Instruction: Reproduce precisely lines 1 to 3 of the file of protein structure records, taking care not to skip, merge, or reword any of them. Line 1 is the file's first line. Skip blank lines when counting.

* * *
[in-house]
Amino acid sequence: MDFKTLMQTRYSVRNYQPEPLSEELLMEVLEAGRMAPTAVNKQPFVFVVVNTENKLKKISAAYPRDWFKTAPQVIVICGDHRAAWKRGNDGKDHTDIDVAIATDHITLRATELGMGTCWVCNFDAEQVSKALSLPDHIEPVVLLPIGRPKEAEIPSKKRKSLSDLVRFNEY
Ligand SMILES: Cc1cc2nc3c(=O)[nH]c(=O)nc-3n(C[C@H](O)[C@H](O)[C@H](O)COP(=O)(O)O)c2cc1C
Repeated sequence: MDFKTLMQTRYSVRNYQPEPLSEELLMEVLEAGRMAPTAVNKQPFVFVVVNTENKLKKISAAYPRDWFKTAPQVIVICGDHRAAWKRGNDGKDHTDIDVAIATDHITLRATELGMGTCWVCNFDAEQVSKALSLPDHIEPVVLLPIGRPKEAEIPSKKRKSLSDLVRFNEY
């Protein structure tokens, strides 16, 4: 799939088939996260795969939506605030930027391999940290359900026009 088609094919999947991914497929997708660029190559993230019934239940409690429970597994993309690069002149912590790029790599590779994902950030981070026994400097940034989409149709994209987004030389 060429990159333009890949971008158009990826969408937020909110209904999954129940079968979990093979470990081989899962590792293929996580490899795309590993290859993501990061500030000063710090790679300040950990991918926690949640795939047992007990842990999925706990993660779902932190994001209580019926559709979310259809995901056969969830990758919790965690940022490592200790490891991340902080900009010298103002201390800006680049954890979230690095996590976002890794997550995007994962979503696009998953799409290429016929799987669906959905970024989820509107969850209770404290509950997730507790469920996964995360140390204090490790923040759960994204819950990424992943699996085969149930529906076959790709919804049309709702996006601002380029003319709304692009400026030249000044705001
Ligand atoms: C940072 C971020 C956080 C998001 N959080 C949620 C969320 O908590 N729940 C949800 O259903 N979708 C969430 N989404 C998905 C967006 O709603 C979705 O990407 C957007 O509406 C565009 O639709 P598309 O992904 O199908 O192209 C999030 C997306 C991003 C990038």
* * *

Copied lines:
[in-house]
Amino acid sequence: MDFKTLMQTRYSVRNYQPEPLSEELLMEVLEAGRMAPTAVNKQPFVFVVVNTENKLKKISAAYPRDWFKTAPQVIVICGDHRAAWKRGNDGKDHTDIDVAIATDHITLRATELGMGTCWVCNFDAEQVSKALSLPDHIEPVVLLPIGRPKEAEIPSKKRKSLSDLVRFNEY
Ligand SMILES: Cc1cc2nc3c(=O)[nH]c(=O)nc-3n(C[C@H](O)[C@H](O)[C@H](O)COP(=O)(O)O)c2cc1C